bjorn at mork.no
Fri Jun 13 01:24:47 PDT 2014
Bjørn Mork <bjorn at mork.no> writes:
> [added Enrico to the Cc list]
> Dan Williams <dcbw at redhat.com> writes:
>> The rest looks fine; but my E3276 has some other issues that should get
>> fixed too...
>> [1402602002.666216] [mm-port-serial.c:1237] mm_port_serial_open():
>> (cdc-wdm1) device open count is 3 (open)
>> [1402602002.666249] [mm-port-serial.c:1296] mm_port_serial_close():
>> (cdc-wdm1) device open count is 2 (close)
>> [1402602002.666283] [mm-port-serial-at.c:440] debug_log(): (cdc-wdm1):
>> --> 'AT^SYSCFGEX=?<CR><LF>'
>> [1402602002.670020] [mm-port-serial-at.c:440] debug_log(): (cdc-wdm1):
>> <-- '<CR><LF>^SYSCFGEX:
>> ("00","01","02","03","99"),((400380,"GSM900/GSM1800/WCDMA2100"),(6a80000,"GSM850/GSM1900/WCDMA850/AWS/WCDMA1900"),(3fffffff,"All bands")),(0-2),(0-4),((1081b,"LTE_B1/LTE_B2/LTE_B4/LTE_B5/LTE_B12/LTE_B17"),(7fffffffffffffff,"All bands"))<CR><LF><CR><LF>OK<CR>'
>> ModemManager: Error while checking ^SYSCFGEX format: Serial
>> command timed out
>> [1402602007.961186] [mm-port-serial-at.c:440] debug_log(): (cdc-wdm1):
>> --> 'AT^SYSCFG=?<CR><LF>'
>> [1402602007.962065] [mm-port-serial-at.c:440] debug_log(): (cdc-wdm1):
>> <-- '<LF>'
>> Error while checking ^SYSCFG format: Missing ^SYSCFG prefix
>> Note the late-arriving <LF> that's meant for the ^SYSCFGEX; changing the
>> timeout doesn't help it arrive faster, for some reason the modem just
>> doesn't send the LF until later. Is that a quirk of huawei_cdc_ncm,
>> that maybe it doesn't send the last byte until later or something?
> Yes, that might actually be it. I didn't think so when I started
> writing this reply, but then I checked the code :-)
> The huawei_cdc_ncm driver use cdc-wdm just like qmi_wwan and cdc_mbim.
> But failing to have any other guideline for minimum or maximum firmware
> message size, it uses 256 bytes buffers. Which is just an arbitrary
> choice loosely based on the CDC-WMC spec, which requires wMaxCommand to
> be "at least 256 decimal (0x100)".
> And what do you know? Counting the bytes of that AT^SYSCFGEX=? reply I
> see exactly 257 bytes including the final <LF>....
> So, yes, it seems the driver will "mess up" this by splitting the read
> from the modem firmware into 2 transfers. We just didn't imagine that
> would matter for AT commands, which by definition are supposed to be
> a stream of single bytes.
> The 256 byte choice is arbitrary as I said, so we can definitely change
> it if we have reason to believe some other value is better. But I'm not
> sure this qualifies as a bug? We will have to choose some maximum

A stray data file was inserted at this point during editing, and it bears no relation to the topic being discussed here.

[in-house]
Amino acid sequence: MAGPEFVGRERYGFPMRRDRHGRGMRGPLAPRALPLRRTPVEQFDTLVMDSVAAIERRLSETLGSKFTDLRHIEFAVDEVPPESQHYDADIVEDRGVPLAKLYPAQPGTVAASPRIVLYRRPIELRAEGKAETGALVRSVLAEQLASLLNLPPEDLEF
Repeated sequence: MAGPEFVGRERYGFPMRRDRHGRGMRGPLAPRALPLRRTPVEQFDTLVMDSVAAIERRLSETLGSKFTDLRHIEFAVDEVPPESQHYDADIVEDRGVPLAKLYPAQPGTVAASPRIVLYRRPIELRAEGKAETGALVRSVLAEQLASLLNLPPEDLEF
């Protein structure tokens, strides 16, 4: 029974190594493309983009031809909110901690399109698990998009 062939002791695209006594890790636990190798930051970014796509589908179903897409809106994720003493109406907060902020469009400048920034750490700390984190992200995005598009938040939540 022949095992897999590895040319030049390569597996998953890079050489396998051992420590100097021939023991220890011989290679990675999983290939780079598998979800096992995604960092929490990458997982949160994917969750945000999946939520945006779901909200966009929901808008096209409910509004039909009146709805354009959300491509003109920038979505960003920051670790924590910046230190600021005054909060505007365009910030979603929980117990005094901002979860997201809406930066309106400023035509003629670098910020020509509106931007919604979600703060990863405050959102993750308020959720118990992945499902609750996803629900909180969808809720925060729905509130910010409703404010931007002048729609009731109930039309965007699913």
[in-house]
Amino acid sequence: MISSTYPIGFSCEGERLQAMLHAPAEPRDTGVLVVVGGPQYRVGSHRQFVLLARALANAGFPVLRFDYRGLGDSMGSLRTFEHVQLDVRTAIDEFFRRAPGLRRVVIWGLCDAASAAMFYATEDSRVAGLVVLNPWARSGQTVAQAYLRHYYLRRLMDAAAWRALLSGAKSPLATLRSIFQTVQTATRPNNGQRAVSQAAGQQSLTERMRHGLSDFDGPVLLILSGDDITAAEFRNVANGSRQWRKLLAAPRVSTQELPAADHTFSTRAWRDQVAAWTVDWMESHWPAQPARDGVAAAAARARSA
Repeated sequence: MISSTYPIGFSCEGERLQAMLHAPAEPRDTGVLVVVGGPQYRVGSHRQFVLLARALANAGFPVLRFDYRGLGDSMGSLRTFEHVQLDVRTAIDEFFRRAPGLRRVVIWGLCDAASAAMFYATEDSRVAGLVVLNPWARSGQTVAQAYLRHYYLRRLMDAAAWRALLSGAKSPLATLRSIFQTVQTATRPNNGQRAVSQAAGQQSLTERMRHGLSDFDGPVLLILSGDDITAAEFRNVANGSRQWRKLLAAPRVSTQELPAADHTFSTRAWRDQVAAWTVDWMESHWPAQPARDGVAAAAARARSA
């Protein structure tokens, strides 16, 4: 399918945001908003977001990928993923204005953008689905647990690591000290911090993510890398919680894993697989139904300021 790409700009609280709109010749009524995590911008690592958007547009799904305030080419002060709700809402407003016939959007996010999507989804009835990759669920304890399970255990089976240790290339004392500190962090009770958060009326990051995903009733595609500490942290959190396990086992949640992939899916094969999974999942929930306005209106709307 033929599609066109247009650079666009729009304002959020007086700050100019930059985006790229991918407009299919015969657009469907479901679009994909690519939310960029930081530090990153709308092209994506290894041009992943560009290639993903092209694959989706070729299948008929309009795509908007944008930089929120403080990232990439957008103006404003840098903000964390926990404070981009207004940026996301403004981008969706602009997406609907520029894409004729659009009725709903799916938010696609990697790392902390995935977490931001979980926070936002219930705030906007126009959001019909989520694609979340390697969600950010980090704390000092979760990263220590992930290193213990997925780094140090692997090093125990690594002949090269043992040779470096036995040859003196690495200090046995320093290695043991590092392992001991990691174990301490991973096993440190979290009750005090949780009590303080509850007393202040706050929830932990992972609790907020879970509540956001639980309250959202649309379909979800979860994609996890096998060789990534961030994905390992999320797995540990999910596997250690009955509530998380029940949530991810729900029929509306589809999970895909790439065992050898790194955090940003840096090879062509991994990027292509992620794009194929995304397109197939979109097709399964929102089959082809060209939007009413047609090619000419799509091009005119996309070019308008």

> buffer size, and there is no way for us to know what the firmware is
> going to send. So in theory we will have to cope with split messages,
> no matter how big we make the buffer.
Eyyh, thinking some more about this I wonder if cdc-wdm play well with
this strategy? We cannot expect the firmware to notify us again about
the remaining bytes. Which means that we won't read them until the next
time the firmware has something to tell us. Which is probably what
screws up MM here? The delay between the initial 256 bytes and the rest
is possibly infinite.
This is probably food for a generic cdc-wdm fixup: We should resubmit
the read URB if the last read returned a full buffer.
But I don't understand why the good USB-IF CDC committee members
couldn't just have put the message size into one of the unused fields of
the ResponseAvailable notification. Both the wValue and the Data fields
are unused. And the size would have fit nicely into wValue, so the size
of the notification wouldn't even have to increase. It would have been
so much easier if we knew exactly what the firmware wanted to send us.
This would also have helped solve a problem I have with the EM7345,
which I currently don't think we can solve: It sometimes queues up
messages even if it cannot successfully notify the host, e.g. because
the driver decided to kill the interrupt URB just when the firmware was
about to send the notification. Which may happen when userspace close
the /dev/cdc-wdmX device, but also during suspend - including
autosuspend. The result is that we start lagging behind, always reading
older messages than the ones we are notified about. AFAICS, there is no
way for the driver to figure this out. If we had the expected size then
we could have used that. But as it is, we really do not know what to
expect, so we'll just have to trust that the firmware does everything
right. And as I'm sure you are aware of: Firmware rarely does.
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